JET Programme

Do I Smell Culture?

10:00 pm

I am starting to become cognizant of my opportunities here. The central park of Morioka was recommended to me by one of the group leaders (whose name I’m not sure I ever properly caught) so I armed myself with my tripod and cameras and ventured in that direction. Good choice.

Japanese gardens stood on various terraces of the ruined walls of Morioka castle while the sun’s light slanted from the sky. The serenity of the place, however, was broken by the intricate patterns of groups of drummers practicing for the upcoming festival. I wandered through the trees, then down to the square where the drummers were accompanied by flutists and singers. Lost in the drumming, I failed to explore the whole of the park. The glimpse I had, however, revealed additional gorgeous possibilities.

Depending on the quality of my sleep, I may wake early and wind through more of the park’s paths though it is getting late already and breakfast tomorrow is early. We shall see.

After my explorations, I rejoined the group at the restaurant where the forced Japanese ‘vegetarian’ weight loss program continued. My meal had its high points of tasty seaweed wrapped rice, but the rest of the food was not especially pleasant – not to mention it was decorated with ham on one portion of the plate. Sour vinegar lined the bottom of the dish making anything it touched unpalatable – noodles and vegetables were soaked and later discarded.

After dinner, the rest of the group continued its evening at an Irish pub. I considered staying in an attempt to find a partner for a game of darts, but quickly abandoned the bar. Drinking and socializing were the order of the night and I couldn’t be bothered to wear an energetic mask for long. Sleep is a more intriguing companion tonight.

The Briefest of Re-orientations

4:00 pm

We got dressed in suits. We walked past the stone-splitting cherry tree and to the prefectural office. We were to meet important people and present ourselves as new JETs. We were divided into two groups: the prefectural and the municipal. We municipal JETs visited the eighth floor where we sat round a table and had a very informal question and answer period with the people who have already been leading us through the prefecture already. Why were we wearing suits again?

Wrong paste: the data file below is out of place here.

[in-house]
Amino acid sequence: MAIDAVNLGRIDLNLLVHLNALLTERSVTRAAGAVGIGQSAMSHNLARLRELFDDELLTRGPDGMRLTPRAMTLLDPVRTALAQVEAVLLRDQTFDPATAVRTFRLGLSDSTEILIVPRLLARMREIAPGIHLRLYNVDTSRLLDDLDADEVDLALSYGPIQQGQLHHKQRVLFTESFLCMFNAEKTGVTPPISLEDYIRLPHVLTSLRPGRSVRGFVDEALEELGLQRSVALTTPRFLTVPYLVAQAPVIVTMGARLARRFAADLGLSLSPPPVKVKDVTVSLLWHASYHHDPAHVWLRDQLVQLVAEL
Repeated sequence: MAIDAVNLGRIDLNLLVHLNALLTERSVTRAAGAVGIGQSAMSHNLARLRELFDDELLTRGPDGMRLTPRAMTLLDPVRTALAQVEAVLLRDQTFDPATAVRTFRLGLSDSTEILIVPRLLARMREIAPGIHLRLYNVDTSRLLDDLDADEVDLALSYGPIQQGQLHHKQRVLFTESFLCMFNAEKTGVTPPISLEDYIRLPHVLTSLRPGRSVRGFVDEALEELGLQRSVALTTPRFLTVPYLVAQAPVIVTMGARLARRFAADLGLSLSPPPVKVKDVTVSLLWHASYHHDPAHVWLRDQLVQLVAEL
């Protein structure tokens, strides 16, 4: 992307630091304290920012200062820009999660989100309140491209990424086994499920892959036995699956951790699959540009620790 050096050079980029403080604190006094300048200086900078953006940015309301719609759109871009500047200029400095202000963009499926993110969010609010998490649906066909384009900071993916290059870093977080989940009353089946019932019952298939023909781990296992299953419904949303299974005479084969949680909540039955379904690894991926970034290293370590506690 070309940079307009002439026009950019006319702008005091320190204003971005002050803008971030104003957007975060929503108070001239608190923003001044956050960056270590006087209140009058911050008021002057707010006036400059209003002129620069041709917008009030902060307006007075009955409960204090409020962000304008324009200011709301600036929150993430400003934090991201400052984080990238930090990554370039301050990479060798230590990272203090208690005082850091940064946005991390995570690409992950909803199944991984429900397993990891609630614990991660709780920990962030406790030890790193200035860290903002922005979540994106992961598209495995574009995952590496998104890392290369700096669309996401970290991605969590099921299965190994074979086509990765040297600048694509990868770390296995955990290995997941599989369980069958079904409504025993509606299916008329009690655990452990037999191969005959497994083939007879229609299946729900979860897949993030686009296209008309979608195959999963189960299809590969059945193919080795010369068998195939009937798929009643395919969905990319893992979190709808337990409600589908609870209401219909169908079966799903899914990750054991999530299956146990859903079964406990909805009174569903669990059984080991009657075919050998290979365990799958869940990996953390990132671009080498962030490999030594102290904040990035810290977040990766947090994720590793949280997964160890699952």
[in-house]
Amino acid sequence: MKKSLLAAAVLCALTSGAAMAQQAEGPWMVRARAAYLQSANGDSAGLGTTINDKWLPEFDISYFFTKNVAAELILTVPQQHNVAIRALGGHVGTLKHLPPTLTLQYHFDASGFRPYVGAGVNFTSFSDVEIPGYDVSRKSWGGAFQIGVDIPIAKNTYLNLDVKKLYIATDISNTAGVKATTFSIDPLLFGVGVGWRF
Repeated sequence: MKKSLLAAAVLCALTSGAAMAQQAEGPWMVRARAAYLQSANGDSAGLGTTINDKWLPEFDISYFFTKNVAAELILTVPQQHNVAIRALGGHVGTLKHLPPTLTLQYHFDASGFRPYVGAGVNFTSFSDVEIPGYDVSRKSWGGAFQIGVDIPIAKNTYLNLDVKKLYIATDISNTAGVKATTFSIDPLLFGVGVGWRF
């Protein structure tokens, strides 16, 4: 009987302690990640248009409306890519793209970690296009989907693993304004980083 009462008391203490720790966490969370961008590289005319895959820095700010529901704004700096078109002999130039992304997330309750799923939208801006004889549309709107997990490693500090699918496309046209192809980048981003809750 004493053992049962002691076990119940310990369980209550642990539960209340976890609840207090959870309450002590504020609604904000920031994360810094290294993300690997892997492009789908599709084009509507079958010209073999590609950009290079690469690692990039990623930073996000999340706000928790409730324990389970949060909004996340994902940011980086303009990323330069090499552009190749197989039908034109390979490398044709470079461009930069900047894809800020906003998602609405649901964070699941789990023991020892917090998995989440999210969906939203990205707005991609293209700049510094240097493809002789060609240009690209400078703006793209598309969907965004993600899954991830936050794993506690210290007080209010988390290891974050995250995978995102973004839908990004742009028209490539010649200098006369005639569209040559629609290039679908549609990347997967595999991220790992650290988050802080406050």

The prefectural group, apparently, were interviewed on television and a few of them even got to see the subsequent broadcast. They received certificates, presumably from important people. They had reason for suits.

I always hated wearing suits. I can’t think of an occasion where it hasn’t been a bother to wear the dreaded jacket and tie combination. I always felt a tie was a noose or, at best, a leash. I always loathed the superficiality of making my appearance count for people. I always wanted to be noticed for my character, not for the shine of my shoes. I suppose, when the language barrier is so impenetrable, however, that looks become the default standard for human evaluation. I am a closed book with a pretty cover.


1:00 pm

A small hotel room in Morioka. The Japanese premium on space is becoming ever more apparent. The bed dominates the room and my chair only barely fits comfortably between the bed and desk. It almost feels like a Murakami character could come knocking on my door any second coolly demanding, with no explanation, that I gather my things to be escorted to the black limousine waiting outside. This sense of absurdity is broken only by the music seeping from the laptop’s speakers. I need a little taste of home, don’t I? For right now, Billy Talent reminds me of Canada.

We just arrived at the Hotel Ace in downtown Morioka where we have time to kill before a presentation of our certificates. What the certificates represent has slipped my mind, but that only adds to the surrealism of having arrived in Northern Japan with a group of people I hardly know to teach – a job at which I have no experience. But, given the endless speeches, workshops, lineups, travel, and periods of waiting, I’m surprisingly energetic. Maybe it’s the music.

Last night, Canadians were herded through the hotel as we attempted to check our bags then make our way into a taxi to visit the Canadian embassy. A good 200 of us braved the Tokyo streets to find ourselves at a rather impressive piece of property where the Canadian government has set up both an embassy and an office tower. Apparently, it’s the only self-sufficient Canadian embassy – the land is prime real estate and the office space they rent out easily pays for the embassy’s operations.